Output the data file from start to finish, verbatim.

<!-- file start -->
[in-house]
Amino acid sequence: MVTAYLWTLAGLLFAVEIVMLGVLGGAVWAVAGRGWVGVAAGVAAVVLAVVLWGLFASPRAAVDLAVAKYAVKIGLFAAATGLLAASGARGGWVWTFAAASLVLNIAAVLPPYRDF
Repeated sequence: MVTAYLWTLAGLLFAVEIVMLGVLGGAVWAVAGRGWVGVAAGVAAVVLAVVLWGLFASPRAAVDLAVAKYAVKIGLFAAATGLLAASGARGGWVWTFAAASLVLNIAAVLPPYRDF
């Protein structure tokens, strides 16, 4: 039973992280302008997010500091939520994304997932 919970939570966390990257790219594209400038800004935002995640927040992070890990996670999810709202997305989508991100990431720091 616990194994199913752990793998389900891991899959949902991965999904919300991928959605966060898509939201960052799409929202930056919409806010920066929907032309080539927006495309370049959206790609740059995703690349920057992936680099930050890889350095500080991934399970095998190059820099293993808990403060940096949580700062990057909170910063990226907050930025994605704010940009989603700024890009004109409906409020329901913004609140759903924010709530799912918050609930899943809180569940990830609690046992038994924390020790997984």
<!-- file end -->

[in-house]
Amino acid sequence: MVTAYLWTLAGLLFAVEIVMLGVLGGAVWAVAGRGWVGVAAGVAAVVLAVVLWGLFASPRAAVDLAVAKYAVKIGLFAAATGLLAASGARGGWVWTFAAASLVLNIAAVLPPYRDF
Repeated sequence: MVTAYLWTLAGLLFAVEIVMLGVLGGAVWAVAGRGWVGVAAGVAAVVLAVVLWGLFASPRAAVDLAVAKYAVKIGLFAAATGLLAASGARGGWVWTFAAASLVLNIAAVLPPYRDF
């Protein structure tokens, strides 16, 4: 039973992280302008997010500091939520994304997932 919970939570966390990257790219594209400038800004935002995640927040992070890990996670999810709202997305989508991100990431720091 616990194994199913752990793998389900891991899959949902991965999904919300991928959605966060898509939201960052799409929202930056919409806010920066929907032309080539927006495309370049959206790609740059995703690349920057992936680099930050890889350095500080991934399970095998190059820099293993808990403060940096949580700062990057909170910063990226907050930025994605704010940009989603700024890009004109409906409020329901913004609140759903924010709530799912918050609930899943809180569940990830609690046992038994924390020790997984």